# Time and physicality of dimensions

• Octavianus
In summary, the three space dimensions are no more physically (as in materially) real than the time dimension, but that only the mass that exists in the dimensions are real in a material sense.
Octavianus
Is it correct to say that the three space dimensions are no more physically (as in materially) real than the time dimension, but that only the mass that exists in the dimensions are real in a material sense?
I have a suspicion that why som people insist that time (and spacetime) does not exist, not even as a dimension, is that a ruler can measure something tangible (mass), like the length, width and height of an ice cube, while a clock measures something not directly tangible (a process), like how long it takes for the ice cube to melt.

Three dimensions of space, one dimension of time, along with matter having mass and energy without mass are valid ways of understanding the world around us, and us, too, for that matter.

Next time you go to buy a big screen TV and borrow money to pay for it and lug it home and get your electric bill to watch it, you'll find out just how real they all are.

Octavianus said:
Is it correct to say that the three space dimensions are no more physically (as in materially) real than the time dimension, but that only the mass that exists in the dimensions are real in a material sense?
I have a suspicion that why som people insist that time (and spacetime) does not exist, not even as a dimension, is that a ruler can measure something tangible (mass), like the length, width and height of an ice cube, while a clock measures something not directly tangible (a process), like how long it takes for the ice cube to melt.

If you always drove at 60 mph along an interstate going from Cininnati to Cleveland, you could put time marks along the side of the road and keep track of your progress with time measurements. That's basically what you are doing when you move along the 4th spatial dimension at speed c and make time readings. A mechanical clock just marks off time points along the world line (extended along the 4th dimension). That doesn't make the world line "time" any more than the time marks along the interstate makes the interstate "time." A typical world line might extend for 10^13 miles along the 4th dimension.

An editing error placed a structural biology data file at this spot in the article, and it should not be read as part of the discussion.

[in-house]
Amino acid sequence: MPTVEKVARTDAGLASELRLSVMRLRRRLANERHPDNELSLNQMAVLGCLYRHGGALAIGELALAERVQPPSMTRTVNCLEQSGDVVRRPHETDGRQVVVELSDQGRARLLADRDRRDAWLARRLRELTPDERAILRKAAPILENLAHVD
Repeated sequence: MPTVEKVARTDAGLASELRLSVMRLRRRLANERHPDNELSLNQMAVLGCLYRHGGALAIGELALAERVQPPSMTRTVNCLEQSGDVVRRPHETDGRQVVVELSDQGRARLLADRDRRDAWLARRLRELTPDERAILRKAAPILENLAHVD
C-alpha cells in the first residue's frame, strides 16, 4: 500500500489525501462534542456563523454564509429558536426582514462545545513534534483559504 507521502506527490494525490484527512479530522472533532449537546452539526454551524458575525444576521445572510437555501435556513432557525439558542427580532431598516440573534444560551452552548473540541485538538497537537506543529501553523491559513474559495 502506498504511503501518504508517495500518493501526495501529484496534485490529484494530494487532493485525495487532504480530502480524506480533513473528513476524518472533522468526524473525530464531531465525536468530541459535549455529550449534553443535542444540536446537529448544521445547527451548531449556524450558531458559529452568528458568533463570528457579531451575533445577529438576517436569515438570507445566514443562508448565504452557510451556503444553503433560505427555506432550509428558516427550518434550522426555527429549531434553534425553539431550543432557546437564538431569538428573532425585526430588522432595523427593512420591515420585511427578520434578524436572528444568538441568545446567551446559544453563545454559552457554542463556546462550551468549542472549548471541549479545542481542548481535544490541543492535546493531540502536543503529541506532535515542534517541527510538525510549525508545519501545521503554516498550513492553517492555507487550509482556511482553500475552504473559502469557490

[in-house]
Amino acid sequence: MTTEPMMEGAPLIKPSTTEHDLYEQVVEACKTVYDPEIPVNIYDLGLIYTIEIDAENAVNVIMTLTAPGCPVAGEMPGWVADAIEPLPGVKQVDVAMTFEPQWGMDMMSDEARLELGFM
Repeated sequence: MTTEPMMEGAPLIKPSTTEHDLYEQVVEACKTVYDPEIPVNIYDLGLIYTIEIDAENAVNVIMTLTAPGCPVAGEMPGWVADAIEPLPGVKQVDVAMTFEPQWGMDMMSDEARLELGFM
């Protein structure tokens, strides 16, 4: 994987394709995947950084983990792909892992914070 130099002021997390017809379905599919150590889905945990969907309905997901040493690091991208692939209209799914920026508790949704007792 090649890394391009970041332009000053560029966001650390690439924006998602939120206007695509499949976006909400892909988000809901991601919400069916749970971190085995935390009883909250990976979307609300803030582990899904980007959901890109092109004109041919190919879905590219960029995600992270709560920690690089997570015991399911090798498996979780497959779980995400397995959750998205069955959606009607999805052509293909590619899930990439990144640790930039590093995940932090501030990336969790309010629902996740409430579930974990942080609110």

Octavianus said:
Is it correct to say that the three space dimensions are no more physically (as in materially) real than the time dimension, but that only the mass that exists in the dimensions are real in a material sense?

This would depend completely on the definition of the words "real" and "material." If you don't provide your definition of those words, then we can't have a meaningful discussion.

Octavianus said:
only the mass that exists in the dimensions are real in a material sense?
Generally only matter will be anything "in a material sense." After all, "matter" is the root word of "material."

Mass is not matter, mass is a property of matter, like charge.

## 1. What is the concept of time in relation to dimensions?

The concept of time in relation to dimensions is complex and still not fully understood. According to the theory of relativity, time is relative and can vary depending on the observer's perspective and the presence of gravity. In the context of dimensions, time is often seen as the fourth dimension and is intertwined with the other three dimensions of space.

## 2. How do dimensions affect the perception of time?

Dimensions can affect the perception of time in various ways. In higher dimensions, time may seem to move slower or faster compared to our three-dimensional world. Additionally, the concept of time may be completely different in other dimensions, where it may not be linear or may not even exist at all.

## 3. Is time travel possible through dimensions?

The possibility of time travel through dimensions is a topic of debate among scientists. Some theories, such as string theory, suggest that time travel may be possible by manipulating higher dimensions. However, there is currently no concrete evidence or technology to support this idea.

## 4. How do dimensions impact the physical laws of the universe?

Dimensions play a significant role in the physical laws of the universe. The number of dimensions present in our universe affects the fundamental forces and constants, such as gravity and the speed of light. In higher dimensions, these laws may be different, leading to alternative universes with different physical properties.

## 5. Can we ever fully understand the concept of dimensions and time?

As a scientist, I believe that our understanding of dimensions and time will continue to evolve and deepen as we make new discoveries and advancements in technology. However, it is possible that some aspects of these concepts may always remain a mystery to us due to the limitations of our human understanding and perception.

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